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Winter reprieve brings flooding warning
Staff, Wire Services
Thursday, February 20, 2014 10:00 AM
Sunshine and milder temperatures gave us a break from the snowy, harsh winter Wednesday, but that relief will be short-lived.
National Weather Service meteorologists say temperatures that could hit the 50s and 60s today also could bring two other spring-like hazards - high winds and flooding - before temperatures drop into the icebox again next week.
The Madison forecast calls for thunderstorms for most of today with wind gusts up to 45 mph. Rain continues tonight with severe thunderstorms possible.
Friday will see a high in the upper 40s. Highs on Saturday should reach the mid-50s before temperatures begin to drop next week.
Forecasters say up to an inch of rain could fall today and Friday on ground still covered by snow, triggering mild to moderate flooding.
The severity depends on the location.
The northern half of the state could see temperatures in the 50s thaw deep snow that's on the ground, said Lonnie Fisher, a meteorologist at the service's northern Indiana office in North Webster. Snow is still piled 7 to 18 inches deep in some areas and contains up to 4 inches of water. Warm temperatures will cause the snow to melt, and heavy rain will compound the issue because the ground is still frozen and won't be able to absorb the water.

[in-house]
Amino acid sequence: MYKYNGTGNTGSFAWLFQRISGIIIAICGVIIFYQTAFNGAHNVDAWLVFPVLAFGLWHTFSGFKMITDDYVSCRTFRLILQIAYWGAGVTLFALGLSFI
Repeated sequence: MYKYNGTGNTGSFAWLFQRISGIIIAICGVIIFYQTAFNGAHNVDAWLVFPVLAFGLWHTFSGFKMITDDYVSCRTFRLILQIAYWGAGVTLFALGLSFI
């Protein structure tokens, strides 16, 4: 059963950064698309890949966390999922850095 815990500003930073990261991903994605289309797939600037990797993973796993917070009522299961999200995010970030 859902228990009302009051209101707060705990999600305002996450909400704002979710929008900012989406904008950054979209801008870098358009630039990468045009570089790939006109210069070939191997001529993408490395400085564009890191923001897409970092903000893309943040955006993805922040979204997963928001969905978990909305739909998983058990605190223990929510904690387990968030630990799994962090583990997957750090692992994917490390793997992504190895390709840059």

Ice trapped in frozen rivers and streams also will be a problem, because water from the thaw that normally flows into streams won't have anywhere to go.
Fisher said some rivers and lakes in northern Indiana are frozen up to 6 inches deep. "Most areas could see at least some minor flooding," he said.
LaGrange and Huntington counties in northern Indiana said Wednesday that they planned to offer sandbags for residents concerned about flooding.
Wind is a bigger concern in central Indiana, where thunderstorms are expected to roar through tonight, weather service meteorologist Marc Dahmer in Indianapolis said.
Sustained winds of 20 to 25 mph and gusts of 60 mph are likely, he said, and some weak tornadoes are possible.
Forecasters also are keeping an eye on an ice dam on the Wabash River in Carroll County. Weather service hydrologist Al Shipe says the dam is 6 inches deep and stretches for 7 1/2 miles.
"A lot of bad things could happen tomorrow," Dahmer said.
Temperatures are expected to remain in the 40s for a few days, but beginning Sunday they're expected to resume their frigid ways, hitting lows in the teens and highs in the 20s or 30s.
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